Transgender surgery, hormones ban moves forward in South Dakota after lengthy hearing
Opponents argued the proposed legislation goes against general medical practice and would open up the state to legal action.
PIERRE, S.D. — Following heated testimony in a packed room during the early hours of Jan. 31, a proposal from South Dakota Republicans to “prohibit chemical castration and cosmetic genital surgeries on children” is on its way to the House floor, passing the chamber’s health committee by an 11-2 party-line vote.
Expecting a large volume of testimony, the House Health and Human Services committee moved the Jan. 31 hearing from its usual room to the largest arena on the fourth floor of the South Dakota State Capitol, Room 414.
Were House Bill 1080 to become law, the practical effect would be punishing doctors who prescribe hormonal treatment to or perform gender-related surgeries on kids who identify as transgender.
In addition to the lawmakers behind the proposal, proponents of the bill included several individuals who regretted their decisions to physically transition as adults — and had since attempted to undo their decisions — and two doctors who were opposed to the medical field’s current general practices on transgender care, honing in on the physical side effects of hormonal treatments and transgender surgeries.
“[Puberty blockers] cause stunting of sexual organ development, infertility, loss of bone density, development, and likely negative effects on the brain, but these are unknown,” said Dr. Michael Laidlaw, an endocrinologist from California.
Several of the proponents hailed from outside the state.
Opponents included providers who work with transgender individuals, representatives from the state’s medical industry and the South Dakota chapter of the American Civil Liberties Union.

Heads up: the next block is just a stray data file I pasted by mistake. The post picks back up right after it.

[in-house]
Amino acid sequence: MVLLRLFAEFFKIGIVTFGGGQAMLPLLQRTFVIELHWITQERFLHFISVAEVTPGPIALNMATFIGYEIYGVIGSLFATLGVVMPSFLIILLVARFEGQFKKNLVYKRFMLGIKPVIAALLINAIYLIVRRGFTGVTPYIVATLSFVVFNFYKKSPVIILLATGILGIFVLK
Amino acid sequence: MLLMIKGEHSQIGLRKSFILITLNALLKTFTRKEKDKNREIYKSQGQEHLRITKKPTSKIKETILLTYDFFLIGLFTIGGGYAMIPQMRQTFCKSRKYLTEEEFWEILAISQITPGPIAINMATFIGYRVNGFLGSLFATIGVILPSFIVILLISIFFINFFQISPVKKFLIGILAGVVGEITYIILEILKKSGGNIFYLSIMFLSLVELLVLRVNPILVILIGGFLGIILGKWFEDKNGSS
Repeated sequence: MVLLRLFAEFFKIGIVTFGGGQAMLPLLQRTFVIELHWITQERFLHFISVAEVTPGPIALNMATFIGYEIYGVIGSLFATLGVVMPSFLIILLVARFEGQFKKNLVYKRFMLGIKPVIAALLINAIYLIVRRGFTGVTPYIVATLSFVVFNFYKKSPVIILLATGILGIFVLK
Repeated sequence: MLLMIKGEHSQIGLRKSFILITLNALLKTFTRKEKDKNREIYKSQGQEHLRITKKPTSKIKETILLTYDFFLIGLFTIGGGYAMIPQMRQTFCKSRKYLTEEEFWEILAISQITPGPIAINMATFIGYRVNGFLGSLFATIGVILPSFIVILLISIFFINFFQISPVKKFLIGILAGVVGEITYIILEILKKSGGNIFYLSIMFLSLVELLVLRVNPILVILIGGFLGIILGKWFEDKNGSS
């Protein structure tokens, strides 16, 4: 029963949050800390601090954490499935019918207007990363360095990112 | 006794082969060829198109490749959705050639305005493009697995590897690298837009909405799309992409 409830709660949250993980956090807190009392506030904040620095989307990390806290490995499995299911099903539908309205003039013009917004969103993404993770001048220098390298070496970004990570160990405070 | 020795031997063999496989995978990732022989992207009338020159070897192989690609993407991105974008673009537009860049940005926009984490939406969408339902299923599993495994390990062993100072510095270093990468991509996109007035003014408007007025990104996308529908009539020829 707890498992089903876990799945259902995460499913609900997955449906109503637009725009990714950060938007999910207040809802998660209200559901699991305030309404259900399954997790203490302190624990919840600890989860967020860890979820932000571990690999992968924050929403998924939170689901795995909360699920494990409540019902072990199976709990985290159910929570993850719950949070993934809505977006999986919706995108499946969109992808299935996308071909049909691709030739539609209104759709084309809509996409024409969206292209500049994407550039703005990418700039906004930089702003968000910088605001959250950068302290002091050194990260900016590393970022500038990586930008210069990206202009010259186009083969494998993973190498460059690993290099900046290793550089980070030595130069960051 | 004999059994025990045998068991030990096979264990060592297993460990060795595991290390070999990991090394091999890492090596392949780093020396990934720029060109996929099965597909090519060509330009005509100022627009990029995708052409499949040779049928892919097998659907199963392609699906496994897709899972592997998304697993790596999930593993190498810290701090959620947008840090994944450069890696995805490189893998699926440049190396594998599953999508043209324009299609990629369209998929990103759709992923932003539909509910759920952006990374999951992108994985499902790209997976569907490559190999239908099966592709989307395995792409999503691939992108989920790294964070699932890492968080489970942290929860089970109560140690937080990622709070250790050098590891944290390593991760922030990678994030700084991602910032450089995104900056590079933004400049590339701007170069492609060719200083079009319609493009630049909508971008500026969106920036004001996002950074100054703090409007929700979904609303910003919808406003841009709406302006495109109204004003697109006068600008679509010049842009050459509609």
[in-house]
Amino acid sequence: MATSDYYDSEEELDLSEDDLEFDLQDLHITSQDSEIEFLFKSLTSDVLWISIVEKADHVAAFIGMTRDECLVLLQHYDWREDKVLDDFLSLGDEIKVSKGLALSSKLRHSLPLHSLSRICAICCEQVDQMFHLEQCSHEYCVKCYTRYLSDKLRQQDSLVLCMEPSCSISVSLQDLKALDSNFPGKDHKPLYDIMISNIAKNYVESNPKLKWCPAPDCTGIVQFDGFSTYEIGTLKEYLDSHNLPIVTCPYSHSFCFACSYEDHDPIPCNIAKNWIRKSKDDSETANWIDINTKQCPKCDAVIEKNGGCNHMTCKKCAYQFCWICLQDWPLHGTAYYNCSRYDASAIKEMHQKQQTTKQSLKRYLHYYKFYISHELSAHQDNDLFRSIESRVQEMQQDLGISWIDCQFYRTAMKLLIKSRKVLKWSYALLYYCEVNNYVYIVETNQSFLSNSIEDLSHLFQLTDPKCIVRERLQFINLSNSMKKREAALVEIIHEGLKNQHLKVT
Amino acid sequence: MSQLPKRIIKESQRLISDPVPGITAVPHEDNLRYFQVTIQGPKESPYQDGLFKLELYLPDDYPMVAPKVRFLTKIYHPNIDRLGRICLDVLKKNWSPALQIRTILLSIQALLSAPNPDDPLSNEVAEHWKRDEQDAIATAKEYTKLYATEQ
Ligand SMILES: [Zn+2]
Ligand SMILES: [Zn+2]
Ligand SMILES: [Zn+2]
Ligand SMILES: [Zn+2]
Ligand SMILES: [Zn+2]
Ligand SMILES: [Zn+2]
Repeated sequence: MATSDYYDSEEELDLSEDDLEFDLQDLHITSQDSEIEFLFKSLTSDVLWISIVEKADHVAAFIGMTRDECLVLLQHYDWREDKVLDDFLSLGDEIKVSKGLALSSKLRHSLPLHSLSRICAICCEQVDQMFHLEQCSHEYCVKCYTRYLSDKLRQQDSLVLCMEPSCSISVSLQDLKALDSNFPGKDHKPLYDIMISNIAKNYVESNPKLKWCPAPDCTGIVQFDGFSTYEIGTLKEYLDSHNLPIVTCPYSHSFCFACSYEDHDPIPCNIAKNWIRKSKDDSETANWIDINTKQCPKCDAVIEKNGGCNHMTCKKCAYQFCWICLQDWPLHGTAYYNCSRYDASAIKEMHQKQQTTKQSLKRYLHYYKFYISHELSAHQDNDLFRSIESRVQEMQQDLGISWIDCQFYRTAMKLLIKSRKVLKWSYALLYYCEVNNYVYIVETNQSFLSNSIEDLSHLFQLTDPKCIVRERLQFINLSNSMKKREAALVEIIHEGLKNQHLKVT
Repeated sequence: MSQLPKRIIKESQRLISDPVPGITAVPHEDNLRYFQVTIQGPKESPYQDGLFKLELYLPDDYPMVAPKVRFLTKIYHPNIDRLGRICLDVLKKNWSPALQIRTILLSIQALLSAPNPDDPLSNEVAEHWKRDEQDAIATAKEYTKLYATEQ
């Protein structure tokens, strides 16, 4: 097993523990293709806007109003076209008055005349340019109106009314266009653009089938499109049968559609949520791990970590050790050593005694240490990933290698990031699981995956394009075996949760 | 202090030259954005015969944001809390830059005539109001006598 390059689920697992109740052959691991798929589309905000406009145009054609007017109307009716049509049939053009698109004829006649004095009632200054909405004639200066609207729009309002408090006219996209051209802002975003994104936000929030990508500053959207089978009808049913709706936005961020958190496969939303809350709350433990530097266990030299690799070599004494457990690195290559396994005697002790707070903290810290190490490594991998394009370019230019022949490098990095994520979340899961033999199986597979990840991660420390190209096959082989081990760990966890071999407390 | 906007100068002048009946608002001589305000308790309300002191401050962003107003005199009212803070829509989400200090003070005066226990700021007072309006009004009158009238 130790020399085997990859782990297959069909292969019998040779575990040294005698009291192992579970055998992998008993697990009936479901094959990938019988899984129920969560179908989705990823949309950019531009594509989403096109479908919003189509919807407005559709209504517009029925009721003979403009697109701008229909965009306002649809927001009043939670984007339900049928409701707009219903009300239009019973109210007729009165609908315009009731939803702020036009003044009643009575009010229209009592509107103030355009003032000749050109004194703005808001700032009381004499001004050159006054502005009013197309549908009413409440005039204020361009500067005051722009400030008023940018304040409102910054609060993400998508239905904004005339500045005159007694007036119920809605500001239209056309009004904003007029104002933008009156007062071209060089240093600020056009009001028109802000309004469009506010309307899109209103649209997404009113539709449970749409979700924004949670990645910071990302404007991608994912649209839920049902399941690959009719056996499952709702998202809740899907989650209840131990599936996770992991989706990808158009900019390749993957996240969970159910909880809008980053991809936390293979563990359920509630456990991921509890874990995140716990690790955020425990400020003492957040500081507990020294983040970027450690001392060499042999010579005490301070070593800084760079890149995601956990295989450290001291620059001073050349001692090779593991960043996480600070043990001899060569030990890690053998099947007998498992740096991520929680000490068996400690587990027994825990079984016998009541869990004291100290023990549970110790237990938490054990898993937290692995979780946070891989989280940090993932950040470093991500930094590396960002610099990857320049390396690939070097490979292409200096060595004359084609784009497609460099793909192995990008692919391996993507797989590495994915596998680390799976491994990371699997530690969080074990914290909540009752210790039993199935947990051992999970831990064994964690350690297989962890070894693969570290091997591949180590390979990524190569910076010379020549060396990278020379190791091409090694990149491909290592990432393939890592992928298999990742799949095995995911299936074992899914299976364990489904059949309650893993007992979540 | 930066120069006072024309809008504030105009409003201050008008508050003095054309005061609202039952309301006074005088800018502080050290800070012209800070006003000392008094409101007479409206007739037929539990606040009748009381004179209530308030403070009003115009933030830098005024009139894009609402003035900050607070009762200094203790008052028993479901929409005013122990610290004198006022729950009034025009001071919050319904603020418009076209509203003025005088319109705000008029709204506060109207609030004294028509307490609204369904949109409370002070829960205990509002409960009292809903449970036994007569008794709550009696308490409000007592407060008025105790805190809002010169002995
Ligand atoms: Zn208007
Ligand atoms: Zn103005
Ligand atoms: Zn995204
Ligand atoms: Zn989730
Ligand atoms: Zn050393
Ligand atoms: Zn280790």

“Often, in these chambers, we hear about freedom, liberty, parental rights and limited government,” Justin Bell, a lobbyist with the South Dakota State Medical Association, said during his opposition testimony. “House Bill 1080 is the antithesis of those concepts, and intrudes on the patient-physician relationship, the parent-child relationship and would prevent physicians from providing evidence-based medical treatment to minor patients.”
Anne Dilenschneider, a mental health professional in Sioux Falls who in part works with gender-questioning youth, noted the relative difficulty for minors to undergo hormonal treatment or transgender surgery, detailing they must show “years” of gender dysphoria.
That point was supported by Elliott Morehead, a transgender student from Sioux Falls, who said the multi-step process leading up to hormone replacement therapy was much more expansive than proponents of the bill made it seem.
Billy Burleigh, a man who had transitioned to a woman beginning at the age of 27 and later undid that process, relayed a graphic depiction of his own experience during surgery, noting that
“Transitioning didn't help my mental health issues,” Burleigh said. “I still had to deal with all of those after I did transition.”
An amendment brought by the bill’s prime sponsor, Rep. Bethany Soye, of Sioux Falls, clarified that the bans on the use of testosterone, estrogen or progesterone “in amounts greater than would normally be produced endogenously in a healthy individual of the same age and sex” — which originally were only illegal when prescribed to the opposite sex — are illegal when prescribed to either sex.
According to Samantha Chapman, the ACLU’s advocacy manager in the state, the statute as written would open the state up to legal challenges based on potential violations to equal protection.
“This bill, if passed, would separately trigger heightened scrutiny for discriminating against individuals based on transgender status, as well as discriminating against individuals based on sex,” Chapman said.
In a series of questions along similar lines from Rep. Kameron Nelson, a Democrat from Sioux Falls, Soye claimed she had “consulted with several [constitutional lawyers,]...and they have affirmed that this will stand.”
The proposal’s enforcement mechanism in its current form is a potential loss of professional or occupational licensing for doctors who violate the law as well as an option for patients to seek recourse in the form of a civil lawsuit for “injury suffered” as a result of covered procedures.
The bill will move to the House, where it could be debated as early as this week.
Jason Harward is a Report for America corps reporter who writes about state politics in South Dakota. Contact him at 605-301-0496 or email@example.com.